Much can be learned from American school research and critical analyses of Ontario’s violent statistics regulation implementation over the past eight years. UCLA Professor Ron Avi Astor has published more than 200 academic studies on violent behaviour in schools. In the CBC-TV News investigation, he confirmed that Canada has no real system at all for collecting data10, exemplified by uneven provincial policies, lack of consistent definitions for offenses, varying collection systems, and inaccurate/incomplete statistics.
One of Canada’s leading experts on children’s mental health and violence prevention, University of Ottawa Education professor Tracy Vaillancourt points out that weaknesses in violent-incident and cyberbullying reporting undermine the effectiveness of school safety and prevention programs.11, 12 Acknowledging and measuring the problem is a critical first step in combatting bullying, cyberbullying and sexual harassment in schools.
Ontario deserves credit for requiring mandatory reporting, but the system does not stand up to close scrutiny. Most recent data documented 2,124 violent incidents in 2018-19, averaging more than 10 incidents province-wide each day.13 It simply does not stack up because 18 of Ontario’s 76 school boards have reported zero incidents for several years, eight show radical variations from year to year, and four boards are in non-compliance having failed to file reports for some years. While the CBC survey documented serious levels of violent incidents, more than three-quarters (77 per cent) of Ontario schools reported zero incidents over the previous year.
Negligence in reporting and underreporting simply compound the problem. When the violence statistics go unreported or are full of zeros, it becomes guesswork in allocating resources, not just funds but counsellors, psychologists, and social workers to rectify school problems with student behaviour.
1 Julian Falconer, Peggy Edwards and Linda MacKinnon (2008). The Road to Health: A Final Report on School Safety. Panel Report to Toronto District School Board. Toronto: Toronto District School Board, 4 January 2008. https://www.falconers.ca/wp-content/uploads/2015/07/Safety-Vol.-1.pdf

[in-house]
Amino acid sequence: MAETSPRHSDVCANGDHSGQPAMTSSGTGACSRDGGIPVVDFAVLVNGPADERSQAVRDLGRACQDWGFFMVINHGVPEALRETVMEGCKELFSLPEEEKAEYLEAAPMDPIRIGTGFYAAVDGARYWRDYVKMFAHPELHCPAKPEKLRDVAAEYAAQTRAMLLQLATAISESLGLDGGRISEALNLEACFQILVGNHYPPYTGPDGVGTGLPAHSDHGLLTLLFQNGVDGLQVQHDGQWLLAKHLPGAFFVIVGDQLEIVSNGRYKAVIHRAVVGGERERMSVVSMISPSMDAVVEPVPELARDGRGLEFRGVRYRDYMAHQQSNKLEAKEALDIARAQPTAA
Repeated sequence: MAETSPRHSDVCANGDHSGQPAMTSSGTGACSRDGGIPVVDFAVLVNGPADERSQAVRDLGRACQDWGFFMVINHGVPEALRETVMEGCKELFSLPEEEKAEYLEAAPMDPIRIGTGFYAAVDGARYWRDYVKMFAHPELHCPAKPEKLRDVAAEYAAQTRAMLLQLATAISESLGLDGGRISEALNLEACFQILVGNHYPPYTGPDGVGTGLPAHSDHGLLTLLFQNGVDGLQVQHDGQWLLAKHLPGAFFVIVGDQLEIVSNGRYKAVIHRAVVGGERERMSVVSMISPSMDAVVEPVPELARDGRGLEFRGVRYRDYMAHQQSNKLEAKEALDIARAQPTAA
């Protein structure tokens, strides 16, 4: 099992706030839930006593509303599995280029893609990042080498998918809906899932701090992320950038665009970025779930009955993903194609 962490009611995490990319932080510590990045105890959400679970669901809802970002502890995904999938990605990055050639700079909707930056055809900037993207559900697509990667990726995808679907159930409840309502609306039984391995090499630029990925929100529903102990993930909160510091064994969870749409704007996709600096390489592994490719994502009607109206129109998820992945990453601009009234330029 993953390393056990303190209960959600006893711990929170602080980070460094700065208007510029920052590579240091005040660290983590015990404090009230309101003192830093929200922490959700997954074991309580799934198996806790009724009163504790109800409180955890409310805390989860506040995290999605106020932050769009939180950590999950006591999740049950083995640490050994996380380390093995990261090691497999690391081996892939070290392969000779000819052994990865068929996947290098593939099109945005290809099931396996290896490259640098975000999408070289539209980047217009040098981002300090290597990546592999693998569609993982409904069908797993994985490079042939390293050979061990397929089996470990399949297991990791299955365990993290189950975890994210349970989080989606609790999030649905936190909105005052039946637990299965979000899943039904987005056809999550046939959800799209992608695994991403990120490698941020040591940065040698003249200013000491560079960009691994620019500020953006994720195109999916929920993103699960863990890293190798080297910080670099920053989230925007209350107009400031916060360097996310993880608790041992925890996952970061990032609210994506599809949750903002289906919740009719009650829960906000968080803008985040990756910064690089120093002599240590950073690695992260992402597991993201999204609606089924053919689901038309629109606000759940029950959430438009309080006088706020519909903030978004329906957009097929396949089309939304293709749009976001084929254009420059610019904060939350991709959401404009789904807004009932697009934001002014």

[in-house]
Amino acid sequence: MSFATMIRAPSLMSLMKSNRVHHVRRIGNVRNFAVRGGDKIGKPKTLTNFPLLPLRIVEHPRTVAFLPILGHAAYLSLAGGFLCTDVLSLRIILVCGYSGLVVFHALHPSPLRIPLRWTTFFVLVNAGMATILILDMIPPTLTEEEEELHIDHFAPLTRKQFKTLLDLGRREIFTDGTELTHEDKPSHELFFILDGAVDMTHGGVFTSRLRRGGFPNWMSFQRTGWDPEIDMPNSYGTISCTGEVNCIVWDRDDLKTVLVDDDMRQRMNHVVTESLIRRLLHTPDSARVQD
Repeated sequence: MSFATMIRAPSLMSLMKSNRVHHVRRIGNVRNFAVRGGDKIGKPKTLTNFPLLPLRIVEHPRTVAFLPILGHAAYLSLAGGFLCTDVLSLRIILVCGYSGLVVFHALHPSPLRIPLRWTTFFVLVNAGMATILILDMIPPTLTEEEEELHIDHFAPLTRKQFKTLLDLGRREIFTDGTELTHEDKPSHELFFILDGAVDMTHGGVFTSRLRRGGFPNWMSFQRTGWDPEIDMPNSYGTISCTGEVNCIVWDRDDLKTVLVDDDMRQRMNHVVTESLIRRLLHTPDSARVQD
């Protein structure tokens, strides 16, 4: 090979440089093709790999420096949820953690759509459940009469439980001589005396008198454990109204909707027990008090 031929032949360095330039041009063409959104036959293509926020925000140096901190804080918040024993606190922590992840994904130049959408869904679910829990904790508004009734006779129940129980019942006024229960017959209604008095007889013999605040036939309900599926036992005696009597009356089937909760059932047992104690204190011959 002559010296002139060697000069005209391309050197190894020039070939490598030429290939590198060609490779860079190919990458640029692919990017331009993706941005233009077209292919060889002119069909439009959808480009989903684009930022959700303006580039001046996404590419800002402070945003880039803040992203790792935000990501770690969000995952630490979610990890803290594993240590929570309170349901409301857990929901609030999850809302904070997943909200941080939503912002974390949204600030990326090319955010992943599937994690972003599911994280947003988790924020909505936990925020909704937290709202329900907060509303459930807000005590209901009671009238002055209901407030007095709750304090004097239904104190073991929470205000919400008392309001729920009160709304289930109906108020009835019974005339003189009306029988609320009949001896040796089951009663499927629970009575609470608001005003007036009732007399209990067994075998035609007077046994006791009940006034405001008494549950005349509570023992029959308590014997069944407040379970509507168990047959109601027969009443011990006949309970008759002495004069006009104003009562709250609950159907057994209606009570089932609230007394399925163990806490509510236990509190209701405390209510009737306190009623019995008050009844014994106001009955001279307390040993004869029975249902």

2 CBC News Marketplace (2019). School Violence, 24-25 October 2019. David Common, Anu Singh and Caitlin Taylor, CBC News. https://www.cbc.ca/news/canada/school-violence-marketplace-1.5224865 and https://www.cbc.ca/news/canada/marketplace-school-violence-sexual-violence-1.5329520
3 Julian Falconer, Peggy Edwards and Linda MacKinnon (2008). The Road to Health: A Final Report on School Safety. Panel Report to Toronto District School Board. Toronto: Toronto District School Board, 4 January 2008. https://www.falconers.ca/wp-content/uploads/2015/07/Safety-Vol.-1.pdf
4 Shawn Jeffords (2015). Ontario’s school violence statistics criticized for inaccuracy. Toronto Sun, 31 January 2015.
5 CBC News Marketplace (2019). School Violence, 24-25 October 2019. David Common, Anu Singh and Caitlin Taylor, CBC News. https://www.cbc.ca/news/canada/school-violence-marketplace-1.5224865 and https://www.cbc.ca/news/canada/marketplace-school-violence-sexual-violence-1.5329520
6 Ron Avi Astor, Nancy Guerra and Richard Van Acker (2010). How can we improve school safety research? Educational Researcher, Vol. 39, No. 1, 69-78.
8 Valerie Ouellet and Caitlin Taylor (2019). Why so much student violence still goes unreported. CBC News, 24 October 2014.
9 Jacques Marcoux (2019). Student-on-student sexual violence highest in Prairies, CB national survey finds. CBC News, 24 October 2019.
10 Valerie Ouellet and Caitlin Taylor (2019). Why so much student violence still goes unreported. CBC News, 24 October 2014.
11 Tracy Vaillancourt, Robert Faris and Faye Mishra (2016). Cyberbullying in Children and Youth: Implications for Health and Clinical Practice. The Canadian Journal of Psychiatry (19 December 2016), https://journals.sagepub.com/doi/10.1177/0706743716684791
12 CBC News Marketplace (2019). School Violence, 24-25 October 2019. David Common, Anu Singh and Caitlin Taylor, CBC News. https://www.cbc.ca/news/canada/school-violence-marketplace-1.5224865 and https://www.cbc.ca/news/canada/marketplace-school-violence-sexual-violence-1.5329520
13 Valerie Ouellet and Caitlin Taylor (2019). Why so much student violence still goes unreported. CBC News, 24 October 2014.